An outstanding literary achievement by Jose Carlos Somoza.
"We live in a strange world Heracles. A world where nothing can be entirely rationalized or understood. A world that doesn't always behave according to the laws of logic, but to those of literature". (pp. 199-200)
Wow! That was really something else! I am an ardent fan of Jose Carlos Somoza's work and I loved some of his novels such as Zig Zag and The Art of Murder. In the Athenian Murders, the author delves into an uncharted territory where literary mystery meets Ancient Greek philosophy and the result is remarkable. The setting is Ancient Athens right after the end of the Peloponnesian War between Athenians and Spartans. The protagonist is Heracles Pontor, a middle-aged, fat and brilliant individual whose nickname is "The Decipherer of Enigmas" as he knows how to use his deductive and reasoning skills to uncover hidden meaning in every instance. When a young ephebe, Tramachus, is found dead in Lycabbetus hill, his body maimed by wolves, his tutor in the Plato's Academy, Diagoras, asks Heracles to help him to find the truth behind his student's early demise.
In parallel, Somoza inserts another timeline in the present day, where the Translator of the book is keeping footnotes struggling to uncover the mysteries of the text itself. He is convinced that The Athenian Murders is an eidetic text. Eidesis is "a literary technique invented by the Ancient Greeks to transmit secret messages or keys in their works. It consists of repeating, in any text, metaphors or words that, when identified by a perceptive reader, make up an idea or image that's independent of the original text" (p.14). This dual timeline works great as the unraveling of the past storyline collides with the present one and the bounds between reality and fiction become blurred as the Translator is getting more agitated with each page he translates, discovering -in horror- that perhaps himself is nothing more than a literary character in the book.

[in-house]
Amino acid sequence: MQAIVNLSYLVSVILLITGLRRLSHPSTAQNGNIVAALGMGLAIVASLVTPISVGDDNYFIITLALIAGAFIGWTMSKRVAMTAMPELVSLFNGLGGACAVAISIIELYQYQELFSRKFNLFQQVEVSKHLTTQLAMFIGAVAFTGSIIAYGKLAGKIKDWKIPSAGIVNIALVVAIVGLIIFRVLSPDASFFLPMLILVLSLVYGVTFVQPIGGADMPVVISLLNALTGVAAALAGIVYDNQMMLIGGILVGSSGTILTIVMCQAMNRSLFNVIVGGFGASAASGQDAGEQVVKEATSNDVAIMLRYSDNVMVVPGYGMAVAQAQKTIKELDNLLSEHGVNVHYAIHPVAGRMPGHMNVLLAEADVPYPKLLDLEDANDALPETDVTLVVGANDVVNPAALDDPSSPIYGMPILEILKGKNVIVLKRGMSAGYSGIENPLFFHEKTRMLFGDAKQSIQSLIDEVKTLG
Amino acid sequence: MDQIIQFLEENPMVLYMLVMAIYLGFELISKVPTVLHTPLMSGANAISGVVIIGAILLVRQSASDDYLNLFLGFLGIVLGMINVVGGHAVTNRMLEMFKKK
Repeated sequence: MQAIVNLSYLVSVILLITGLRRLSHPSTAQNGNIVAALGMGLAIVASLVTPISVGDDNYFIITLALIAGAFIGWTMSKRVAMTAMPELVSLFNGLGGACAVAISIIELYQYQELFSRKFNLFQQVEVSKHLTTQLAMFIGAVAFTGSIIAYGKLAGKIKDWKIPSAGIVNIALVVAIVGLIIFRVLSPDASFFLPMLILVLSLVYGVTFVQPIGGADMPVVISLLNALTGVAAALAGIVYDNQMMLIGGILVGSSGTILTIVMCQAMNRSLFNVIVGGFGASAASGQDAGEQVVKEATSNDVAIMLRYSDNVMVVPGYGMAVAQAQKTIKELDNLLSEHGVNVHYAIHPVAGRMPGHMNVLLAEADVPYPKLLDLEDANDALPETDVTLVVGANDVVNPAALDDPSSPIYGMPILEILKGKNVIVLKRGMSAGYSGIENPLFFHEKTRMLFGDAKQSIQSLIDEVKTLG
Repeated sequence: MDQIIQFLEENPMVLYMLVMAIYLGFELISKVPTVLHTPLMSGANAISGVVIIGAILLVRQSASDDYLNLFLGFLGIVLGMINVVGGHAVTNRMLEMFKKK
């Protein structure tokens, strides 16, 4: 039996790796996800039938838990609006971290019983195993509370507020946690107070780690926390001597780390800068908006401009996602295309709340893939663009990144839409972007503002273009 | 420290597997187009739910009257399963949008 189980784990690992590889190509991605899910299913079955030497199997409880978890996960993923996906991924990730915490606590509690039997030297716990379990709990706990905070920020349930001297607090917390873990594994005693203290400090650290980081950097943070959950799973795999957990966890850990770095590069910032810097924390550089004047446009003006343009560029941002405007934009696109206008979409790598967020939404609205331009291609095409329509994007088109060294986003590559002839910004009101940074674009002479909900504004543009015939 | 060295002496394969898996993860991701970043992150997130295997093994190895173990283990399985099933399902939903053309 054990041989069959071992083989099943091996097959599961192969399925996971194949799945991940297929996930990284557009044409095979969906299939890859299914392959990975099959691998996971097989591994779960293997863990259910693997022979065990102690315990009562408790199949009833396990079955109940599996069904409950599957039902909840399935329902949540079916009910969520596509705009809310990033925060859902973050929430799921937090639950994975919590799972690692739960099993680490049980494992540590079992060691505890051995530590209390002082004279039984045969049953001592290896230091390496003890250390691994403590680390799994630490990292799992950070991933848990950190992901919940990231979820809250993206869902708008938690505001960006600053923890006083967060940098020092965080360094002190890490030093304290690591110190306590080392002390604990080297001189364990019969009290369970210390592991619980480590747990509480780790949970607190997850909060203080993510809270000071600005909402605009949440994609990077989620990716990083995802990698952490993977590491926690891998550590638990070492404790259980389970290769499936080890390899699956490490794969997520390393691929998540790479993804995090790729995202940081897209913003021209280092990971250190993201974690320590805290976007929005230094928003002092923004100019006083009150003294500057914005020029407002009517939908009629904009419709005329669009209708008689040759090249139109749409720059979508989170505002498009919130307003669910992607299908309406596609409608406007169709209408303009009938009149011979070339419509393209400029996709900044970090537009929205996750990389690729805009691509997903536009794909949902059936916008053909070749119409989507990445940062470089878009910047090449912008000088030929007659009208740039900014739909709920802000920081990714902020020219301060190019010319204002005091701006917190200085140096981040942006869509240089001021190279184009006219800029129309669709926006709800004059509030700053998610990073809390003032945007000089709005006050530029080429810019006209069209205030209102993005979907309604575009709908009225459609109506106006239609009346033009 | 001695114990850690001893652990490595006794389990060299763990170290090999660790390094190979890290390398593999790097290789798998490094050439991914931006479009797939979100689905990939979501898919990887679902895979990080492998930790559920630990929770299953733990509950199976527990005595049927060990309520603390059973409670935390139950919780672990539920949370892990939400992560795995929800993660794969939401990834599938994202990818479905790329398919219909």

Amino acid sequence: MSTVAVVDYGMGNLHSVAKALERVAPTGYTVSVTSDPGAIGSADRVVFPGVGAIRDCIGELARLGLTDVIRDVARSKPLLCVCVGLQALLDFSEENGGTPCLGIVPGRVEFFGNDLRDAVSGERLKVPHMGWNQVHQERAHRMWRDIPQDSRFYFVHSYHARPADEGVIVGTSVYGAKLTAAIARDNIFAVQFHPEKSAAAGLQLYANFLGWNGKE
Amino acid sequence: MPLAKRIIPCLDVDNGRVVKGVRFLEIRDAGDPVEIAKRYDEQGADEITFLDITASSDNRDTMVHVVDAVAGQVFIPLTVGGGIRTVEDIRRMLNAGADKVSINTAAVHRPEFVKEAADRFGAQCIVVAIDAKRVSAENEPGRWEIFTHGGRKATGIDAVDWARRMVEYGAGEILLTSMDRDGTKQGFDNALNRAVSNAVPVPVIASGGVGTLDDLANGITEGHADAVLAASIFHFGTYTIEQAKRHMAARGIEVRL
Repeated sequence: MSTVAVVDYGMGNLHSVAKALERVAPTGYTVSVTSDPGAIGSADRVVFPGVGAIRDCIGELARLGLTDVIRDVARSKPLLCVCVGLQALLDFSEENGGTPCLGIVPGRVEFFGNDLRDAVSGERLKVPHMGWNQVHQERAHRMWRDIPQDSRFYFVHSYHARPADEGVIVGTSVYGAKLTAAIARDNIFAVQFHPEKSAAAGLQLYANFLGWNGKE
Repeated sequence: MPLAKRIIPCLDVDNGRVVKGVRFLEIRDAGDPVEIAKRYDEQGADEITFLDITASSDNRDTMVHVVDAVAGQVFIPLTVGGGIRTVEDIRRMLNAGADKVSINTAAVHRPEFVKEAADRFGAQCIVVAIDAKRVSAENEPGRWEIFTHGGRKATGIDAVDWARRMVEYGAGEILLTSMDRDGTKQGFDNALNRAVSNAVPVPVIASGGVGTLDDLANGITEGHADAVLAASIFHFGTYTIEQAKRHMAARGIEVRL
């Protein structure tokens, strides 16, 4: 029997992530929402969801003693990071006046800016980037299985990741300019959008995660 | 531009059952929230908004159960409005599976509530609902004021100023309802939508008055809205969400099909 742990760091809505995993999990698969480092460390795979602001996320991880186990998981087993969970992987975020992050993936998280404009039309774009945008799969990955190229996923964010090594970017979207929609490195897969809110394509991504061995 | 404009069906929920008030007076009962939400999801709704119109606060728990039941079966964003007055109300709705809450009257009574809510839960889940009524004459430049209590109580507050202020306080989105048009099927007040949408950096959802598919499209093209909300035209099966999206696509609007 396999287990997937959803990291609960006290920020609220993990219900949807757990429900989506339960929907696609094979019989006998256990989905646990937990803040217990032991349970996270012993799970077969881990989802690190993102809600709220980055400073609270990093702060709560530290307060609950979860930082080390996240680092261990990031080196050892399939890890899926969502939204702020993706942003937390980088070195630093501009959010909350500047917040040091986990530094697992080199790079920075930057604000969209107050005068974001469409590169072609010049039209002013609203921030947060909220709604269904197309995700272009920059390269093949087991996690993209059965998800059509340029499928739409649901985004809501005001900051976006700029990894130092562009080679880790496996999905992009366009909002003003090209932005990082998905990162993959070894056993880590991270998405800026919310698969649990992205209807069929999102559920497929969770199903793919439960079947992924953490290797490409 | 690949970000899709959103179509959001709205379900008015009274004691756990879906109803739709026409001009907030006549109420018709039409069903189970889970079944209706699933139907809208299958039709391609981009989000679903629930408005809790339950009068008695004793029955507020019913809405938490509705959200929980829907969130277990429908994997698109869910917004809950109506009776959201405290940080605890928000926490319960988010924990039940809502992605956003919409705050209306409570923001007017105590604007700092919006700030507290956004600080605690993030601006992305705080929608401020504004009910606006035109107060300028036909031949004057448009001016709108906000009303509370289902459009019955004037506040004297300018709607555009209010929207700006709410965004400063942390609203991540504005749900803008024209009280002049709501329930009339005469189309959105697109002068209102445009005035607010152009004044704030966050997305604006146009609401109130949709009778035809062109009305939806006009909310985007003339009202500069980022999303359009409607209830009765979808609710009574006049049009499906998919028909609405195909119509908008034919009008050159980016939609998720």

Though it may sound a bit complicated, the story doesn't get confusing in any part and the reading experience is just sublime. There are also several thought-provoking insights on central philosophical issues such as the nature of reality and the existence -or not- of the Platonic metaphysical Ideas. Furthermore, Somoza is also emphasizing the Ancient Athenian rituals, more specifically the Dionysian that was full of mysticism and spiritualism. I won't say anything more as it would be truly a shame to spoil this magnificent story. I only add that there is a blend of genres like crime fiction, literary fiction, philosophy, whodunit, and others.
I can only wish that more authors will engage in this kind of writing in the future. In my opinion, The Athenian Murders is Somoza's best book until now, even better than Zig Zag, a novel that I adored. Keep your eyes open for the upcoming books by the Spanish literary crime master and if you're not familiar at all with his work, this book is the best place to start. 5/5 stars!